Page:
This was Ribery's best season in football, and that's largely down to Heynckes convincing him to track back for the team. Even Arjen Robben, who is notoriously lazy in a defensive manner, played his heart out for the coach and reaped the rewards.


Midfield Terriers

The backtracking from the four attackers and the stepping up of the defensive line squeeze the play, meaning midfielders Javi Martinez and Bastian Schweinsteiger have a smaller space to work in.

This Bayern team on the whole is bigger, meaner, more physical and more determined than any other, and this aggression creates a lot of duels and tussles.

The amount of second balls that are available to be won in Bayern games is remarkable, and the fact that Martinez and "Schweini" win most is key to how they launch their attacks.

It's also the reason they appear to be a counterattacking side, but in fact they force their opponents to attack in a certain way and then just beat them to the ball when they try.

Neither Schweini or Javi attempt the Hollywood pass very often; instead. they look for the short release or longer punt into the target man.

Ribery is the favoured outlet, and he has freedom to rinse the touch line and make progress—be it by beating his man or winning an abnormal amount of throw-ins.


Inverted Full-backs

Philipp Lahm is dual footed and has sampled both full-back spots, but he now plays permanently on the right side thanks to the relocation of David Alaba at left-back.

The fact that Lahm is dual footed means he can come inside or go outside, shoot, cross, pass or dribble. He's almost never tackled, and that's because he's so unpredictable. Defenders back off because they feel they can't commit.

Alaba, formerly a central midfielder until the 2011-12 season, is comfortable on the ball. He was once set for a career as a world-class central playmaker, and as such, he feels happy in the offensive third.

With two full-backs that can do almost anything, the team remains difficult to guess. Focusing on what Alaba might do frees Ribery into space; tracking Ribery gives Alaba space to shoot.

It's a nightmare for opponents.



Guardiola was heralded as an innovative tactical maestro, and although we should not diminish his achievements, he pulled most of his ideas out of the footballing history books.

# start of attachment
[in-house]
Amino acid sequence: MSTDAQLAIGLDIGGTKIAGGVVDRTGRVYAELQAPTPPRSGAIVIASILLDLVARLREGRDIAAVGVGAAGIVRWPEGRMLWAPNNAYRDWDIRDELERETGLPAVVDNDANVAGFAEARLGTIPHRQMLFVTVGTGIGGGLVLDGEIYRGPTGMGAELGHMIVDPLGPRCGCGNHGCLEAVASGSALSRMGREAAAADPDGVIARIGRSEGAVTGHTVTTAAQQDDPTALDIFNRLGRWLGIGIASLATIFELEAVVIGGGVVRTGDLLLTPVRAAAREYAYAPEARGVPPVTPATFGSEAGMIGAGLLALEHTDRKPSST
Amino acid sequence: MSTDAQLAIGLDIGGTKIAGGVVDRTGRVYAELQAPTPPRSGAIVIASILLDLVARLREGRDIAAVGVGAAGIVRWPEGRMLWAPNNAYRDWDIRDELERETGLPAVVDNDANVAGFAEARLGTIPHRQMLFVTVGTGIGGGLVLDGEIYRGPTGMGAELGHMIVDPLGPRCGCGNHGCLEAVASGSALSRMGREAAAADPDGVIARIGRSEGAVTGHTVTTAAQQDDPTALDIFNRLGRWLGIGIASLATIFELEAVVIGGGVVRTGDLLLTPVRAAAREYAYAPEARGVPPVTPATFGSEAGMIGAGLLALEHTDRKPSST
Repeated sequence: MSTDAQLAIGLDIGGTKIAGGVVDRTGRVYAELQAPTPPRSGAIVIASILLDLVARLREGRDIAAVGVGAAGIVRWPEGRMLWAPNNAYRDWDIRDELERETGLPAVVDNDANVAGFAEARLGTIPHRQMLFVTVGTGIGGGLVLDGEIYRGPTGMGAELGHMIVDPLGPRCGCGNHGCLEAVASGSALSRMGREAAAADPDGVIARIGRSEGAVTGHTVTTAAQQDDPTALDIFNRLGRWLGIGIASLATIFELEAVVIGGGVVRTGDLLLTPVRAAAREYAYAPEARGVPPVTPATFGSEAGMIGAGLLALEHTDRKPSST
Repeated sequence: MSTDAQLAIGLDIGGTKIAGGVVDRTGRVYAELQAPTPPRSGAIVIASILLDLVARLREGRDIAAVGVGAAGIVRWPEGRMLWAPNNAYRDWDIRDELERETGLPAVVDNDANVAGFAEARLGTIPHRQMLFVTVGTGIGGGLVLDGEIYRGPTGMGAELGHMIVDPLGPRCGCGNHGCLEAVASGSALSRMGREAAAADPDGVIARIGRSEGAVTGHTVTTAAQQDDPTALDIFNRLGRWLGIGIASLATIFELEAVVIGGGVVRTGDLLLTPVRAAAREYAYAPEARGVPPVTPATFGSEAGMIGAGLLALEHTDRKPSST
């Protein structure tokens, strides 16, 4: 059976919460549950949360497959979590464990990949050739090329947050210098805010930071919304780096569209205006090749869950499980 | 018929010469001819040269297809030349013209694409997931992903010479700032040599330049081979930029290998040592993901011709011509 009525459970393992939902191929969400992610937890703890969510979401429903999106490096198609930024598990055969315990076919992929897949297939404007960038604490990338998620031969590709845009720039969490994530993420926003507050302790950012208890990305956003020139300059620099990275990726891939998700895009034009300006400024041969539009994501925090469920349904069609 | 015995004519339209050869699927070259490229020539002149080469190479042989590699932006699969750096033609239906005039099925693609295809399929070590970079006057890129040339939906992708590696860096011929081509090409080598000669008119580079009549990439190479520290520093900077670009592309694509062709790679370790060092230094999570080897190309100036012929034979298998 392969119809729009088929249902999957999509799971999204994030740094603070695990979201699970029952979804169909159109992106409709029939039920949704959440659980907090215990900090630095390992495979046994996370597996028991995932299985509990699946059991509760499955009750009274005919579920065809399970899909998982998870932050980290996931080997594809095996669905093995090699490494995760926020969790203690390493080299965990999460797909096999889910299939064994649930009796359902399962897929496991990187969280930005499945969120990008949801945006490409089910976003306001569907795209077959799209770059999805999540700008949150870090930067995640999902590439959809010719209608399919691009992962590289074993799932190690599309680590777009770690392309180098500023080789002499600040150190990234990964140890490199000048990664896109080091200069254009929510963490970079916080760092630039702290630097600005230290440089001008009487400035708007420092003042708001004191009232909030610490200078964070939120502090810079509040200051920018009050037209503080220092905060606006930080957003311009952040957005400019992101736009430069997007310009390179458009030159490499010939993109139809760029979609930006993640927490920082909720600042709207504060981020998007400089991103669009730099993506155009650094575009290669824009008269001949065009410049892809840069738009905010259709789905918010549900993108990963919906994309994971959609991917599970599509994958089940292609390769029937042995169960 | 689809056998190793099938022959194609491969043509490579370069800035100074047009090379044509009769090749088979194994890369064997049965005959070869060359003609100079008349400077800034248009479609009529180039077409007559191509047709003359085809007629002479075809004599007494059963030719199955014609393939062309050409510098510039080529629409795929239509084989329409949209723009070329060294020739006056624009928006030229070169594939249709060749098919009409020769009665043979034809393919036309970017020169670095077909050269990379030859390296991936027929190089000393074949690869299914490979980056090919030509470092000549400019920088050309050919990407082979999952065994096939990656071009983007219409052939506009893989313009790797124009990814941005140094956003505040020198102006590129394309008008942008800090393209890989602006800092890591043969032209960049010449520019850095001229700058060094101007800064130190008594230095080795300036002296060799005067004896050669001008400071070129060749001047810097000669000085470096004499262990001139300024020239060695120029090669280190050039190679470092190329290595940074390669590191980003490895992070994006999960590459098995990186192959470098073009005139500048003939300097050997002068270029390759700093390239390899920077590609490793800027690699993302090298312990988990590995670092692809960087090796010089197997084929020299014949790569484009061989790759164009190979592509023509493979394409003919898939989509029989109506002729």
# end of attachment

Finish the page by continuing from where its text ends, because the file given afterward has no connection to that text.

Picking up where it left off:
Heynckes is the same, and there are striking similarities between what he has done with Bayern and what Arrigo Sacchi did with AC Milan in 1990.

Controlling the space, squeezing the play, pressing and holding the line of engagement were all traits that the Italian used to win the European cup at the San Siro.

Sacchi was so impressed with Bayern's win over Juventus that he spoke out in praise of the German sides' work ethic and organisation.

Soccertranslator.com gifted us Sacchi's words, originally spoken in Italian:

The difference between the Bavarians and Juventus was the conscious of the collective—a difficult value in a country such as ours that is primarily individualistic.

In Italy they look for players who make magical plays, not those who interpret the play. 


What Can We Learn?

Guardiola was not a one off, and every manager in world football can achieve tactical superiority by checking the history books and bringing systems back to life.

Football is cyclical, and as we move toward an era when players must be multi-talented and complete, don't think it's new ground for the sport.

Every player must play as part of a team, and Heynckes' man-management skills are some of the best that football has ever hosted.

Getting Ribery and Robben to track back and putting faith in hardworking Mandzukic allowed him to play a high defensive line. This set the scene for Martinez to stroll in and dominate sides with his hustle-and-bustle nature.

A high defensive line is criticised, but it works as long as every other player pressures the opposition whilst on the ball. It sounds tiring, but that's the reason you make the pitch shorter by pushing up.

Finally, Bayern have shown us that two-footed or diverse full-backs can be the start of a chain of attacks that flummox opponents.

The full-back is unsung, but he is a gamechanger. Expect the way Lahm and Alaba go about their business to be copied worldwide.